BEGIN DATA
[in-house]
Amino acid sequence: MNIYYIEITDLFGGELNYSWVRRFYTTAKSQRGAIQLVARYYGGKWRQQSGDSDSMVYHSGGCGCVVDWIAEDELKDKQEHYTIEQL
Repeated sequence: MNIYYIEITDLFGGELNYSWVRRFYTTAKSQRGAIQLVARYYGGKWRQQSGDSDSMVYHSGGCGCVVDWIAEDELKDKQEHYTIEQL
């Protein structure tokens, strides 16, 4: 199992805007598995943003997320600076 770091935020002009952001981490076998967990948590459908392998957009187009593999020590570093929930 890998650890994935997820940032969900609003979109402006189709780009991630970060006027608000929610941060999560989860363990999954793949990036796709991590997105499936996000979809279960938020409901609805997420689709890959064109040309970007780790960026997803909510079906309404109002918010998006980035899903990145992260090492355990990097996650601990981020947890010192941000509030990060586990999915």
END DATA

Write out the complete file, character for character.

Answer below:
[in-house]
Amino acid sequence: MNIYYIEITDLFGGELNYSWVRRFYTTAKSQRGAIQLVARYYGGKWRQQSGDSDSMVYHSGGCGCVVDWIAEDELKDKQEHYTIEQL
Repeated sequence: MNIYYIEITDLFGGELNYSWVRRFYTTAKSQRGAIQLVARYYGGKWRQQSGDSDSMVYHSGGCGCVVDWIAEDELKDKQEHYTIEQL
């Protein structure tokens, strides 16, 4: 199992805007598995943003997320600076 770091935020002009952001981490076998967990948590459908392998957009187009593999020590570093929930 890998650890994935997820940032969900609003979109402006189709780009991630970060006027608000929610941060999560989860363990999954793949990036796709991590997105499936996000979809279960938020409901609805997420689709890959064109040309970007780790960026997803909510079906309404109002918010998006980035899903990145992260090492355990990097996650601990981020947890010192941000509030990060586990999915």